If you ask people what medical ailment they fear the most, many will say that diseases which affect the mind – like Alzheimers – are top of the list. Alzheimer’s diminishes brain function, resulting in memory loss and difficulty accomplishing simple tasks, like recognizing loved ones, getting dressed, or using the bathroom. If you know someone who has been affected, then you understand how difficult the disease can be not only for the individual, but for those around them.
These debilitating symptoms are caused by buildup of plaque in the brain. This plaque disrupts the connections between our brain’s neural receptors, and results in decreased control of our cognitive functions. While it’s true that genetics can play a part in developing Alzeimers, new research has shown that this is not the only cause of Alzeimers. We now know that a number of factors can contribute to this plaque buildup, and many of them are under our control.
In fact, a 2017 study discovered that 1 in 3 cases of Alzheimers were found to have been preventable!
These preventable factors, like poor diet, lack of exercise, and low brain stimulation will be explored in this article, as well as simple ways to accomplish them. Start today and live better!
What we eat has a huge impact on our brain, and a poor diet can make you more susceptible to Alzheimer’s. Too many carbohydrates (yes, even complex carbs), simple sugars, and overly-processed foods can cause inflammation and plaque buildup that promotes the disease.
Research has shown that the MIND diet, a program specifically designed to prevent cognitive decline, is the ideal eating plan for those focused on maintaining a healthy brain. It consists of ten foods that are known to increase brain function and decrease the risk of diseases like Alzheimers. Consider giving it a try – you definitely wont regret it later in life!
Adults who exercise regularly reduce their chances of developing Alzheimers by 50%, according to a 2019 Norwegian study. Researchers believe this is due to the increase in oxygen flow to the brain, as well as the stimulation of new neural connections.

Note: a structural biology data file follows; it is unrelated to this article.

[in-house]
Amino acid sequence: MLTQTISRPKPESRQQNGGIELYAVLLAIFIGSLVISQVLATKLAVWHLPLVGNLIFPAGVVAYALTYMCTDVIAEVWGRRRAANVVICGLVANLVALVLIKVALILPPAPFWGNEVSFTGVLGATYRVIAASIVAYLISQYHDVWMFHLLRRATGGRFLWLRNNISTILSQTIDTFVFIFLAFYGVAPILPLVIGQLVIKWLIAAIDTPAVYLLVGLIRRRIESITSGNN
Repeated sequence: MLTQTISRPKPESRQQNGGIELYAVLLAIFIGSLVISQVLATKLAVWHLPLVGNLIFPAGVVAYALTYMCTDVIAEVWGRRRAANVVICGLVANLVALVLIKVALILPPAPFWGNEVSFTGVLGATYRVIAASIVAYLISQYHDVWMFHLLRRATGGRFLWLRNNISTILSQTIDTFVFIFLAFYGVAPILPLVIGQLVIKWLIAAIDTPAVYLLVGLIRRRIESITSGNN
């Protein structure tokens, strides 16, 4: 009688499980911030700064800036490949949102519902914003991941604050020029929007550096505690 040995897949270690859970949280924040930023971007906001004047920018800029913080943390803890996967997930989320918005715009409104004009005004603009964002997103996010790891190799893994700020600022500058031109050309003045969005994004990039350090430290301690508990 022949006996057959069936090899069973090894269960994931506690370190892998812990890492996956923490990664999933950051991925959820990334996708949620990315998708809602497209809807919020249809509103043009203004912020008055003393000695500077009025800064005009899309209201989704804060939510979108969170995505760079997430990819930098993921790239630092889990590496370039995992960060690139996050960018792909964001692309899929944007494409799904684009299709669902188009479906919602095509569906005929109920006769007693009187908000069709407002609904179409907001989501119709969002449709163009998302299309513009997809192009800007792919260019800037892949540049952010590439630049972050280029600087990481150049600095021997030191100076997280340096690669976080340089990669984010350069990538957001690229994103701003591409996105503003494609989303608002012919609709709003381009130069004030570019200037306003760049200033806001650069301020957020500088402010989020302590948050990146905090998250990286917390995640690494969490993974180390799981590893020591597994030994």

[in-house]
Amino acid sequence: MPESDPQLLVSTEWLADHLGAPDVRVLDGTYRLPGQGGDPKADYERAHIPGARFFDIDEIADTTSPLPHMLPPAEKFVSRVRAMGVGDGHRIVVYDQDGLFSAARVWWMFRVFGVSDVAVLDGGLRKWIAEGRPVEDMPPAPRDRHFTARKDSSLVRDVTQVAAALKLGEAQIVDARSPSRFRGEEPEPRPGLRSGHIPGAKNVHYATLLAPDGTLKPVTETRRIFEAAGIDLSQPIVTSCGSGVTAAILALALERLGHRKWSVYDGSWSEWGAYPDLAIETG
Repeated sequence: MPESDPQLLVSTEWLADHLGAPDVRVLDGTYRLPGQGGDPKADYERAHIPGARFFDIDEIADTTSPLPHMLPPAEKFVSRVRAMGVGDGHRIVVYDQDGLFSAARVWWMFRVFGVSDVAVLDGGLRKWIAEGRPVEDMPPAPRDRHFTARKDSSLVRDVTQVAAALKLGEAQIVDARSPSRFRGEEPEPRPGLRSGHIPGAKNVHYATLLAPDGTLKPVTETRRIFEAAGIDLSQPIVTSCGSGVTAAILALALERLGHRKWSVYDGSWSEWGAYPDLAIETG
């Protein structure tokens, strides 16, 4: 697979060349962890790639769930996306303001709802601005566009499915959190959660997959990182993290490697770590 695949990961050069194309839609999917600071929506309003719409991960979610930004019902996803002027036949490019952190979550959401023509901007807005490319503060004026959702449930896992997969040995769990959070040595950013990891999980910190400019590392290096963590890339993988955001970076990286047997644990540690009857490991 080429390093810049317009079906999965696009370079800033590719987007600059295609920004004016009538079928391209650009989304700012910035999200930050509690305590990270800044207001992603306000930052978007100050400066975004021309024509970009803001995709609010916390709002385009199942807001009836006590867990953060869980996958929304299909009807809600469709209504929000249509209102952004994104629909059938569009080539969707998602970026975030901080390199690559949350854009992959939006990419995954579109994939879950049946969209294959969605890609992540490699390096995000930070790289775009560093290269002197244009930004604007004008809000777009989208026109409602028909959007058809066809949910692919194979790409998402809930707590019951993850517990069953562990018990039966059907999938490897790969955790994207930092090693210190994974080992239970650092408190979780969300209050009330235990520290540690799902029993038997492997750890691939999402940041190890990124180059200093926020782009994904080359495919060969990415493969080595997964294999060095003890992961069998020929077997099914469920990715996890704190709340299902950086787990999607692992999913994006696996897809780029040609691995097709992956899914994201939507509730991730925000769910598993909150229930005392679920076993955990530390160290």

Even though any exercise is beneficial, research suggests that the type of exercise is an important, too. Most recently, a 2018 study suggests that aerobic exercise is the most effective when it comes to delaying cognitive decline in people at risk of developing Alzheimers.
The World Health Organization suggests that anyone over 65 should be getting at least 150 minutes of moderate aerobic exercise per week (or an average of 20 minutes per day!) to help prevent cognitive decline. This could include activities such as brisk walking, running, or swimming. In the case of individuals who have joint issues – like arthritis or chronic inflammation – machines like the elliptical are a great option.
Continuing to learn and develop new skills is perhaps the most important thing you can do to maintain a strong brain. Similar to how weightlifters must constantly stress their muscles in order for them to grow, our brains need to be challenged and stimulated to grow stronger.
If we don’t put in the effort to strengthen our brain, it can atrophy and weaken. Alzheimers and other forms of dementia are much more likely to develop in an unstimulated (or under-stimulated) brain like this.
By forcing ourselves to learn and develop new skills, new neural pathways are formed in our brains, making them stronger, and more able to remain flexible as we get older. Individuals with this high “brain plasticity” have been shown to be at a significantly lower risk of Alzheimers. Dr Sanjeev Kumar, senior author of a 2017 study stated, “Impaired brain plasticity may be a future target for treatment or prevention of dementia”.
Try learning a new language, or taking up a musical instrument to stimulate your brain. Just keep in mind that you need to continue making a conscious effort to try harder and more challenging things. You don’t have to be great, or even good, at these activities… that’s the point. You’re learning!
In addition to the physical things listed above, recent advancements in CBD research show that its anti-inflammatory and anxiety prevention benefits could help with Alzheimers prevention and treatment. Even more interesting, a recent study suggests that supplementing CBD could possibly promote the growth of new brain cells.
While these things can help deter and slow the development of Alzheimers, there is no cure to totally prevent or reverse its effects. This makes it even more important to adopt proactive measures like these. By doing so, you’ll not only keep cognitive decline at bay, you’ll also be enjoying the tremendous benefits that diet, exercise, and mental stimulation have on your daily life.